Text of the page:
Chris Barnes as Marv, the cue-card guy on Morning Chicago. Marv is protective of Holly, who does not return his interest. Frankie Ryan Manriquez as Frankie, Charlie's best friend who spends most of his time at the Malloy home, he contributes many funny anecdotes about his screwed-up family. Rip Taylor as "Rappin' Rip" Carl Reiner as Mr. Portinbody David Duchovny as Johnny Volcano Martin Mull as Le Nord Tom Hanks as himself Teri Garr as Mrs. Portinbody Jack LaLanne as himself The Smothers Brothers as contractors Jonathan Winters as Q. T. Marlens, a writer with multiple personalities Robin Williams as Kevin Powalski Morgan York as Christine Harris Life with Bonnie on IMDb Life with Bonnie at TV.com
Carmen Lombardo was the younger brother of bandleader Guy Lombardo. He was a composer. Lombardo was born in London, Canada; as a child, he took flute lessons, learned to play saxophone. Lombardo's compositions included the 1928 classic "Sweethearts on Parade", number one for three weeks in 1929 on the U. S. pop charts, "Ridin' Around in the Rain", written with Gene Austin in 1934, the jazz and pop standards "Coquette", "Boo Hoo", "Some Rainy Day", "Powder Your Face With Sunshine", written with Stanley Rochinski in 1948-49. In 1927, Carmen Lombardo was the vocalist of the 1927 hit record, performed by the Guy Lombardo Orchestra; as a young man played in the Lombardo Brothers Concert Company with Guy on violin and another brother, Lebert, on trumpet or piano. As the band grew, Guy became conductor, the band developed into The Royal Canadians in 1923, in which Carmen both sang and wrote music, he collaborated with American composers and his music was recorded by Louis Armstrong, Bing Crosby, others.
Many of his compositions have been used in Woody Allen films. When singing songs like "Alone at a Table for Two" he would allow his voice to tremble, seem nearly to break into tears- he was caricatured in Warner Brothers cartoons as "Cryman" Lombardo. Lombardo wrote the words and music with John Jacob Loeb for Guy Lombardo's stage productions of Arabian Nights, Paradise Island, Mardi Gras at Jones Beach Marine Theater, New York. In the late 1960s, actor-raconteur Tony Randall made several TV appearances on The Tonight Show Starring Johnny Carson in which he sang songs written by Carmen Lombardo in a voice imitating Lombardo's style. On one appearance and Randall performed a duet of Lombardo's "Boo Hoo", one of the songs that Randall included in his Lombardo routine. Lombardo died of cancer in Miami in 1971, aged 67. Lombardo's compositions included the number one jazz and pop standard "Sweethearts on Parade", "Powder Your Face with Sunshine", "A Lane in Spain", "Some Rainy Day", "Boo Hoo", "A Sailboat in the Moonlight" with John Jacob Loeb, "Coquette", written with Johnny Green and Gus Kahn, recorded by Paul Whiteman, Louis Armstrong, Jimmie Lunceford, Bud Freeman, Bob Crosby, The Ink Spots, Fats Domino, "Seems Like Old Times", "Oahu", "Get Out Those Old Records", "Ridin' Around in the Rain" with Gene Austin, "Return to Me" with Danny Di Minno, "You're Beautiful To-Night, My Dear".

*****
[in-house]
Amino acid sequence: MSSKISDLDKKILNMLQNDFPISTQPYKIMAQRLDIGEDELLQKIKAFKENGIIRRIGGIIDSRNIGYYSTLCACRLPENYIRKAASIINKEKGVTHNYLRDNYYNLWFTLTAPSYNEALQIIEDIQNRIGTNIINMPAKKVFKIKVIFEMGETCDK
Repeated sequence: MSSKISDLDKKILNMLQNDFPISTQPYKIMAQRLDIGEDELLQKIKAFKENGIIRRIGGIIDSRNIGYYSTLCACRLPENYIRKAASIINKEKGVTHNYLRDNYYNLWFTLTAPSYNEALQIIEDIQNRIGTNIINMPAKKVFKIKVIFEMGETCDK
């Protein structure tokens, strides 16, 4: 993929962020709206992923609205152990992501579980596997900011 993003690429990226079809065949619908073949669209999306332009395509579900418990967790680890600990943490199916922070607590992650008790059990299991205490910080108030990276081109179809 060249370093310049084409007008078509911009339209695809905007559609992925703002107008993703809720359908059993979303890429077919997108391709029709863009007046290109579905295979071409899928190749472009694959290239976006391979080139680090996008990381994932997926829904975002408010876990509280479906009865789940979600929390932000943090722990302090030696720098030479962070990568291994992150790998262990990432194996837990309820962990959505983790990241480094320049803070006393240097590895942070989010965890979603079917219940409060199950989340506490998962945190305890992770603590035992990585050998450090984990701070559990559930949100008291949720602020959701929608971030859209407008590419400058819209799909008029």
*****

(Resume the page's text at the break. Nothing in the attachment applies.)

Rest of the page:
He wrote five songs for the 1934 film Many Happy Returns. Guy Lombardo Lebert Lombardo Victor Lombardo Carmen Lombardo at Find a Grave
Summer Scent is a 2003 South Korean television series starring Song Seung-heon, Son Ye-jin, Ryu Jin, Han Ji-hye. It aired on KBS2 from July 7 to September 2003 on Mondays and Tuesdays at 21:55 for 20 episodes; the series is the third installment of season-themed tetralogy Endless Love drama series directed by Yoon Seok-ho. It had an average viewership rating of 10.7% and reached a peak viewership of 11.6%. Yoo Min-woo's first love was Seo Eun-hye. However, Eun-hye dies. Without Min-woo's knowledge, her parents decide to donate her organs. Shim Hye-won has suffered from a fatal heart disease since childhood. Miraculously, she finds that she will be obtaining a heart from the deceased Eun-hye. Suffering from the pain of losing his girlfriend, Min-woo goes to Italy to study, with the memories of Eun-hye still lingering in his heart; when he returns to Korea, fate brings Hye-won and Min-woo together. When the two first meet at the airport, Hye-won's heart oddly beats faster when she is around Min-woo.
Park Jung-jae is Hye-won's fiance. Jung-jae's younger sister, Park Jung-ah falls for him. Meanwhile, Min-woo feels guilt towards Eun-hye, because his feelings of love are stirred once again as he keeps being around Hye-won. Coincidentally, Min-woo ends up being hired as the art director for Jung-jae's project "Summer Scent," with Hye-won as their florist. Hiding their prior encounter in the forest, they awkwardly greet each other. During the project, their fondness deepens, Min-woo begins to "recognize" similarities between Eun-hye and Hye-won. Hye-won, on the other hand, believes it to be fate that her heart beats faster whenever Min-woo is near, their fondness for each other soon triggers Jung-ah's and shortly thereafter, Jung-jae's suspicions. Jung-jae, chooses to turn a blind eye as he loves Hye-won, it is Hye-won's turn to be confused as to whether her feelings for Min-woo are true, or a physiological result of Eun-hye's past feelings for him. As a result, she decides to leave Min-woo, trying to cover up her feelings of guilt towards Jung-jae and Jung-ah.
She agrees to marry him. To forget Hye-won, Min-woo decides to leave for Italy indefinitely, but only after seeing her one last time. At Hye-won's wedding, Min-woo casts one last glance at her and leaves. With Min-woo near, Hye-won's heart once more signals his presence, thus alerted, she sees Min-woo leaving. Trying to catch Min-woo, Hye-won collapses. Min-woo rushes Hye-won to the hospital with Jung-jae arriving a little later. Jung-jae, angry at Min-woo for having caused Hye-won's collapse, tells him to leave for Italy but Min-woo agrees to leave only after Hye-won has regained consciousness. Soon, Hye-won wakes up and a angered Jung-jae forbids Min-woo to see her, ordering him to leave on the spot. However, Min-woo agrees to leave only after Hye-won promises him to undergo heart surgery, for not having the operation would mean her certain demise. Soon after his arrival in Italy, Min-woo receives a letter notifying him that Hye-won died during the operation. Three years with memories of Hye-won in his heart, Min-woo returns to Korea as the manager of an Art Centre.